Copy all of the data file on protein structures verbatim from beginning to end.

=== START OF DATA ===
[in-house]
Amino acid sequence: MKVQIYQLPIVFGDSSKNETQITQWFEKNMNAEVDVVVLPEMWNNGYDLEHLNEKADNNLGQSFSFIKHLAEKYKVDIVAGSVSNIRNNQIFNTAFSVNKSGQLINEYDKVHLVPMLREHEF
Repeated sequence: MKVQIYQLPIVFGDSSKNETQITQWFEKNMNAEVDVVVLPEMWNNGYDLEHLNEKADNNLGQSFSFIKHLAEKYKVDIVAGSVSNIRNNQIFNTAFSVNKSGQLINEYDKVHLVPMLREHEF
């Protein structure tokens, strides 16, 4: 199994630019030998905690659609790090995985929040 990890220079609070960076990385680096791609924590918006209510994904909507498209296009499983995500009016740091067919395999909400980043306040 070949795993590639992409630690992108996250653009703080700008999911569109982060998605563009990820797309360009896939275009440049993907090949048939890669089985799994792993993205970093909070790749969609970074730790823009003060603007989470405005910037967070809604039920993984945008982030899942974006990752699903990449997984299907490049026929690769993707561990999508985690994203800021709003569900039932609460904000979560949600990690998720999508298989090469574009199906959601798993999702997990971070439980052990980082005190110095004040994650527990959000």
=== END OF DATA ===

[in-house]
Amino acid sequence: MKVQIYQLPIVFGDSSKNETQITQWFEKNMNAEVDVVVLPEMWNNGYDLEHLNEKADNNLGQSFSFIKHLAEKYKVDIVAGSVSNIRNNQIFNTAFSVNKSGQLINEYDKVHLVPMLREHEF
Repeated sequence: MKVQIYQLPIVFGDSSKNETQITQWFEKNMNAEVDVVVLPEMWNNGYDLEHLNEKADNNLGQSFSFIKHLAEKYKVDIVAGSVSNIRNNQIFNTAFSVNKSGQLINEYDKVHLVPMLREHEF
């Protein structure tokens, strides 16, 4: 199994630019030998905690659609790090995985929040 990890220079609070960076990385680096791609924590918006209510994904909507498209296009499983995500009016740091067919395999909400980043306040 070949795993590639992409630690992108996250653009703080700008999911569109982060998605563009990820797309360009896939275009440049993907090949048939890669089985799994792993993205970093909070790749969609970074730790823009003060603007989470405005910037967070809604039920993984945008982030899942974006990752699903990449997984299907490049026929690769993707561990999508985690994203800021709003569900039932609460904000979560949600990690998720999508298989090469574009199906959601798993999702997990971070439980052990980082005190110095004040994650527990959000």